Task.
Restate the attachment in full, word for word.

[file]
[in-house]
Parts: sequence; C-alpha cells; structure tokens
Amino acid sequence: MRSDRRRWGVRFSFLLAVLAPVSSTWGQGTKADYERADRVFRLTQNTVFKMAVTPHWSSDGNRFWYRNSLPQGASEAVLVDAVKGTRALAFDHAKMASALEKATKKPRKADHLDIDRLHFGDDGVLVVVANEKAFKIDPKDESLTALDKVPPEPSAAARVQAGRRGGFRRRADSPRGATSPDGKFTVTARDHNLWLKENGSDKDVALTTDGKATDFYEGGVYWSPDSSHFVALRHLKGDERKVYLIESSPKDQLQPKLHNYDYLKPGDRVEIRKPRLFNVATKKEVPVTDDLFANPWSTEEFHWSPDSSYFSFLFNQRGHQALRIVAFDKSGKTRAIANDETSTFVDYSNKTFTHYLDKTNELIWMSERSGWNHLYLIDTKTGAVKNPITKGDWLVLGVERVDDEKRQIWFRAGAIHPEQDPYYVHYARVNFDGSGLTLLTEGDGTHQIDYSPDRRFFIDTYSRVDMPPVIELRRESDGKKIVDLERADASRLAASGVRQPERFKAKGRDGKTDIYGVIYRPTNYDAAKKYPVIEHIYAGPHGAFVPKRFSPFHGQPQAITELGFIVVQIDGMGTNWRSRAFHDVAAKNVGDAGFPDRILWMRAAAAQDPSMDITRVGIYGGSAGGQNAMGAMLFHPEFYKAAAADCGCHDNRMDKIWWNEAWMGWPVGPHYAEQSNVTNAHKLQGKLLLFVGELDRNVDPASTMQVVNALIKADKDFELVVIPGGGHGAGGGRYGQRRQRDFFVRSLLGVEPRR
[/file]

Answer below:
[in-house]
Parts: sequence; C-alpha cells; structure tokens
Amino acid sequence: MRSDRRRWGVRFSFLLAVLAPVSSTWGQGTKADYERADRVFRLTQNTVFKMAVTPHWSSDGNRFWYRNSLPQGASEAVLVDAVKGTRALAFDHAKMASALEKATKKPRKADHLDIDRLHFGDDGVLVVVANEKAFKIDPKDESLTALDKVPPEPSAAARVQAGRRGGFRRRADSPRGATSPDGKFTVTARDHNLWLKENGSDKDVALTTDGKATDFYEGGVYWSPDSSHFVALRHLKGDERKVYLIESSPKDQLQPKLHNYDYLKPGDRVEIRKPRLFNVATKKEVPVTDDLFANPWSTEEFHWSPDSSYFSFLFNQRGHQALRIVAFDKSGKTRAIANDETSTFVDYSNKTFTHYLDKTNELIWMSERSGWNHLYLIDTKTGAVKNPITKGDWLVLGVERVDDEKRQIWFRAGAIHPEQDPYYVHYARVNFDGSGLTLLTEGDGTHQIDYSPDRRFFIDTYSRVDMPPVIELRRESDGKKIVDLERADASRLAASGVRQPERFKAKGRDGKTDIYGVIYRPTNYDAAKKYPVIEHIYAGPHGAFVPKRFSPFHGQPQAITELGFIVVQIDGMGTNWRSRAFHDVAAKNVGDAGFPDRILWMRAAAAQDPSMDITRVGIYGGSAGGQNAMGAMLFHPEFYKAAAADCGCHDNRMDKIWWNEAWMGWPVGPHYAEQSNVTNAHKLQGKLLLFVGELDRNVDPASTMQVVNALIKADKDFELVVIPGGGHGAGGGRYGQRRQRDFFVRSLLGVEPRR